Financial Services Spotlight

February 2017 Developments

Posted by Roy Andersen on Mar 1, 2017 3:07:00 PM


Donald Trump may make this newsletter obsolete. Further to the Trump effect on regulations: before January 23—the first government business day after the Inauguration—there were 7631 pages of new and proposed regulations under the auspices of the Obama administration. In the next 30 days, under the Trump regime only 3666 pages of new proposed and final regulations made it into the Federal Register. This is almost a 75% reduction in Federal Register page count so something is afoot. Not a single new or proposed rule worth mentioning was published since February 8. I was concerned at one point that the regulatory output was so low that no February report could be prepared—luckily, Trump himself is responsible for 50% of this report.

Trump’s Financial Regulation Manifesto

On February 8, 2017, the President published an Executive Order regarding the policy of regulating the financial system. The President has suggested certain Core Principles be followed including: prevent taxpayer-funded bailouts; foster economic growth; make regulation efficient, effective, and appropriately tailored; and restore public accountability [See the CFPB] within Federal financial regulatory agencies. The Treasury has to file a report within 120 days on the extent to which existing laws, treaties, regulations, guidance, reporting and recordkeeping requirements, and other Government policies promote the Core Principles and what actions have been taken, and are currently being taken, to promote and support the Core Principles. See the Order at:

Credit Union Alternative Capital

On February 8, 2017, the NCUA published its request for comments on the types of alternative capital that Credit Unions could use to meet capital standards required by law. Alternative capital includes two different categories: Secondary capital and supplemental capital. Secondary capital is currently permissible under the Federal Credit Union Act only for low-income designated credit unions. See the request for comments at:

Capital Plan and Stress Tests

On February 3, 2017, the Fed published its final amendments to the Capital Plan and Stress Tests rules for bank holding companies with $50 billion or more in total consolidated assets and U.S. intermediate holding companies (IHCs) of foreign banking organizations. The final rule does not apply to bank holding companies with total consolidated assets of less than $50 billion or to any state member bank or savings and loan holding company. The final rule simplifies the initial applicability provisions of both the capital plan and the stress test rules, reduces the amount of additional capital distributions that a bank holding company may make during a capital plan cycle without seeking the Board's prior approval. Banks that are exempted are no longer subject to the provisions of the Board's capital plan rule whereby the Board may object to a capital plan on the basis of qualitative deficiencies in the firm's capital planning process. Accordingly, these firms will no longer be subject to the qualitative component of the annual Comprehensive Capital Analysis and Review (CCAR). See the final rule at:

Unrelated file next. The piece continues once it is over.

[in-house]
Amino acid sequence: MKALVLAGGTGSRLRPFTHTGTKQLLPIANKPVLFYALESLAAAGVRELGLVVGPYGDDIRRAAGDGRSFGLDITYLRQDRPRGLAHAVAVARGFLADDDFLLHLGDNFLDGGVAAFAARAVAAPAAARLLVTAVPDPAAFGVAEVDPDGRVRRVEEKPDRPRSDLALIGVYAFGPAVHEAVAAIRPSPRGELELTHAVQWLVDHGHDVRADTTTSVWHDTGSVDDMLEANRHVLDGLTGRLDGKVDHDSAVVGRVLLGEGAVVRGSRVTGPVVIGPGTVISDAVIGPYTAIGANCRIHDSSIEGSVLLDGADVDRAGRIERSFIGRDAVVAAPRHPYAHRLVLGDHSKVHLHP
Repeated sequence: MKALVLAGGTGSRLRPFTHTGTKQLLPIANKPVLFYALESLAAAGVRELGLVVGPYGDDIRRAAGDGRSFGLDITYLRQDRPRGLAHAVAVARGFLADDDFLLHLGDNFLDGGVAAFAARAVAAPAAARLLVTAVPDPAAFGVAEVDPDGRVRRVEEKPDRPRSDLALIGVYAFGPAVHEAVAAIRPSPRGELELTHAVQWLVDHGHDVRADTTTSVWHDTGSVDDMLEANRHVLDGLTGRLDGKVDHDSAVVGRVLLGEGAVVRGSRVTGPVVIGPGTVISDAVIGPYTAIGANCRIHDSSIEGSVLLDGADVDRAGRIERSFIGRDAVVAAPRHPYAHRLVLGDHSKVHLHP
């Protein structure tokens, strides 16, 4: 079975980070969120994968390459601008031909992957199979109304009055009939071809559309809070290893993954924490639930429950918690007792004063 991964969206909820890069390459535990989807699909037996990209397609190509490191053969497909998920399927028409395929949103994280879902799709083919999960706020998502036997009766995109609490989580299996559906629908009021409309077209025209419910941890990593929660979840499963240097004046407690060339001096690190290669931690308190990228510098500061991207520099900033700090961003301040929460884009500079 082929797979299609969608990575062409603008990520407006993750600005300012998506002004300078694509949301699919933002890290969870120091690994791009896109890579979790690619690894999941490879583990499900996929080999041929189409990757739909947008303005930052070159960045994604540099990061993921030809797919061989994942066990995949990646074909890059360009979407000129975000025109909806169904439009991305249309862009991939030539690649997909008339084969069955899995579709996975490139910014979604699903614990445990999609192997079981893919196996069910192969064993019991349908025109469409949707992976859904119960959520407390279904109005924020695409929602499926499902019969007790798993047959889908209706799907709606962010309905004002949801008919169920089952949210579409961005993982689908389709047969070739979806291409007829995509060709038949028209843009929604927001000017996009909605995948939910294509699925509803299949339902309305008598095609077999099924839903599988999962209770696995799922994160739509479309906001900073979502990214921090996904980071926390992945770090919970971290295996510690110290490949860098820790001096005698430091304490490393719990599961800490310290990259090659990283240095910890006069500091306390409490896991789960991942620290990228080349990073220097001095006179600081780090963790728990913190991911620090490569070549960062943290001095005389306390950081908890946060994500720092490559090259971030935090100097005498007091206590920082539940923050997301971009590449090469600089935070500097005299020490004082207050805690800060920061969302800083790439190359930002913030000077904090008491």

Presidential Order on New Regulations

On February 3, 2017, the President published an executive order regarding new regulations. The President ordered for every one new regulation issued, at least two prior regulations be identified for elimination, and that the cost of planned regulations be prudently managed and controlled through a budgeting process. Further, the President ordered that the total incremental cost of all new regulations, including repealed regulations, to be finalized this year shall be no greater than zero, unless otherwise required by law or consistent with advice provided in writing by the Director of the Office of Management and Budget. See the order at:

About the Spotlight

The Financial Services Spotlight examines the regulatory and technology developments impacting banks, asset managers and other financial services providers—where challenges meet opportunities.


Meet the Authors

Roy C. Andersen, of counsel in Sullivan & Worcester's New York office, is a member of the Corporate Department. Mr. Andersen focuses on bank regulatory and compliance matters, including international banks and their branches and agencies in New York.

Joel Telpner, partner in the firm's New York office, is a seasoned advisor, strategist and problem solver. Mr. Telpner brings more than 30 years of legal experience in a career that includes time as an AmLaw 100 partner, the former U.S. general counsel of a global financial institution, and a venture capitalist. He is recognized for his ability to deftly manage complex financial transactions, especially those involving sophisticated structured finance and derivatives matters and has an extensive and unique combination of transactional and regulatory experience.

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